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When Will Judgment Proof Injurers Take Too Much Precaution?

Author

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  • G. Dari Mattiacci
  • G.G.A. de Geest

Abstract

This article identifies the conditions under which potentially insolvent injurers over-invest in precaution. We show that this may happen only with respect to precautionary measures that reduce the probability of the accident. No such result occurs if precaution only reduces the magnitude of the harm. Contrary to the literature, we find that over-precaution may also occur when precaution is non-monetary. The reason being is that over-precaution can not only be due to the implicit precaution-subsidy effect (the fact that care-taking reduces the injurer’s exposure to liability when precaution is monetary) but also to a substitution effect between precaution that reduces the probability of accidents and precaution that reduces the magnitude of the harm. Finally, we find that when the injurer’s wealth is sufficiently low, precautions may actually be lower when they are monetary than when they are non-monetary, despite the implicit precaution subsidy in the former case.

Suggested Citation

  • G. Dari Mattiacci & G.G.A. de Geest, 2004. "When Will Judgment Proof Injurers Take Too Much Precaution?," Working Papers 04-27, Utrecht School of Economics.
  • Handle: RePEc:use:tkiwps:0427
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    File URL: https://dspace.library.uu.nl/bitstream/handle/1874/7388/04-27.pdf
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    References listed on IDEAS

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    10. Giuseppe Dari-Mattiacci & Gerrit De Geest, 2005. "Judgment Proofness under Four Different Precaution Technologies," Journal of Institutional and Theoretical Economics (JITE), Mohr Siebeck, Tübingen, vol. 161(1), pages 1-38, March.
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    Cited by:

    1. Nussim, Jacob & Tabbach, Avraham D., 2009. "A revised model of unilateral accidents," International Review of Law and Economics, Elsevier, vol. 29(2), pages 169-177, June.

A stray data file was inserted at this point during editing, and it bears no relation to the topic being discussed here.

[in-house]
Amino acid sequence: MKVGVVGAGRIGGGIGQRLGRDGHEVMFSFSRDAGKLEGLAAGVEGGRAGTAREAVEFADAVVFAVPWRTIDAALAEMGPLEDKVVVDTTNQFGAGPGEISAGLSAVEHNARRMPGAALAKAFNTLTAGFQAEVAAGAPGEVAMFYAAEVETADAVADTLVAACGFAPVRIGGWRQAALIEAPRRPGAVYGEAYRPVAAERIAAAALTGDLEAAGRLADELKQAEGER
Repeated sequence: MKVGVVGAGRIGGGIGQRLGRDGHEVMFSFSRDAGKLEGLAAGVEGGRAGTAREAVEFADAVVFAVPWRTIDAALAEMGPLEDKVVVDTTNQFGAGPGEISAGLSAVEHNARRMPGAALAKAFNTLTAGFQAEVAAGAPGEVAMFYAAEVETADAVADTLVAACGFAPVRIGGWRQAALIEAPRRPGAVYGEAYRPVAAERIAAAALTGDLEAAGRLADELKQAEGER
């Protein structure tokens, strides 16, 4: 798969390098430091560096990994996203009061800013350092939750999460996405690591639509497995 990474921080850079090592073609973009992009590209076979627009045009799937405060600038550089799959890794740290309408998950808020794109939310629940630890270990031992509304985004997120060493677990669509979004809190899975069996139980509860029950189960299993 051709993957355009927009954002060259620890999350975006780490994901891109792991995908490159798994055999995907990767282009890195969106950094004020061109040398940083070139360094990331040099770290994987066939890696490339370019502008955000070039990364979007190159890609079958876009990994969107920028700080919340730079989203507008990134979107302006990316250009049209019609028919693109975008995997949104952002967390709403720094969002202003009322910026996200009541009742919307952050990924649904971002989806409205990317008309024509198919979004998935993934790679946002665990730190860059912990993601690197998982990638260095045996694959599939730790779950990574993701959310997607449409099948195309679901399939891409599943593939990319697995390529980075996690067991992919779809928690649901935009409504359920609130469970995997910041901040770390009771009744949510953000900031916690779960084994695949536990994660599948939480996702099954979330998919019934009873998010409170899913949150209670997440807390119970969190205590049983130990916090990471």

2. Julien Jacob & Sandrine Spaeter, 2016. "Large-Scale Risks and Technological Change: What About Limited Liability?," Journal of Public Economic Theory, Association for Public Economic Theory, vol. 18(1), pages 125-142, February.
    3. Nicolas Lampach & Kene Boun My & Sandrine Spaeter, 2016. "Risk, Ambiguity and Efficient Liability Rules: An experiment," Working Papers of BETA 2016-30, Bureau d'Economie Théorique et Appliquée, UDS, Strasbourg.
    4. Giuseppe Dari-Mattiacci & Gerrit De Geest, 2005. "Judgment Proofness under Four Different Precaution Technologies," Journal of Institutional and Theoretical Economics (JITE), Mohr Siebeck, Tübingen, vol. 161(1), pages 1-38, March.
    5. repec:ebl:ecbull:v:11:y:2006:i:1:p:1-7 is not listed on IDEAS
    6. Nicolas Lampach & Sandrine Spaeter, 2016. "The Efficiency of (strict) Liability Rules revised in Risk and Ambiguity," Working Papers of BETA 2016-29, Bureau d'Economie Théorique et Appliquée, UDS, Strasbourg.
    7. Gérard Mondello, 2012. "Strict Liability, Capped Strict Liability, and Care Effort under Asymmetric Information," Journal of Institutional and Theoretical Economics (JITE), Mohr Siebeck, Tübingen, vol. 168(2), pages 232-251, June.
    8. Giuseppe Dari-Mattiacci, 2006. "Limiting Limited Liability," Economics Bulletin, AccessEcon, vol. 11(1), pages 1-7.
    9. Nuno Garoupa & Thomas S. Ulen, 2013. "The economics of activity levels in tort liability and regulation," Chapters,in: Research Handbook on Economic Models of Law, chapter 2, pages 33-53 Edward Elgar Publishing.
    10. Tim Friehe, 2008. "On judgment proofness in the case of bilateral harm," European Journal of Law and Economics, Springer, vol. 26(2), pages 175-185, October.
    11. G.G.A. de Geest & G. Dari Mattiacci, 2005. "Soft Regulators, though judges," Working Papers 05-06, Utrecht School of Economics.
    12. Giuseppe Dari-Mattiacci & Barbara M. Mangan, 2008. "Disappearing Defendants versus Judgment-Proof Injurers," Economica, London School of Economics and Political Science, vol. 75(300), pages 749-765, November.
    13. Tim Friehe, 2007. "A note on judgment proofness and risk aversion," European Journal of Law and Economics, Springer, vol. 24(2), pages 109-118, October.
    14. Juan José Ganuza & Fernando Gómez, 2003. "Optimal negligence rule under limited liability," Economics Working Papers 759, Department of Economics and Business, Universitat Pompeu Fabra, revised May 2004.
    15. van 't Veld, Klaas & Hutchinson, Emma, 2009. "Excessive spending by firms to avoid accidents: Is it a concern in practice?," International Review of Law and Economics, Elsevier, vol. 29(4), pages 324-335, December.

    More about this item

    Keywords

    insolvency; judgement; liability; bankruptcy; over precaution;

    JEL classification:

    • K13 - Law and Economics - - Basic Areas of Law - - - Tort Law and Product Liability; Forensic Economics
    • K32 - Law and Economics - - Other Substantive Areas of Law - - - Energy, Environmental, Health, and Safety Law

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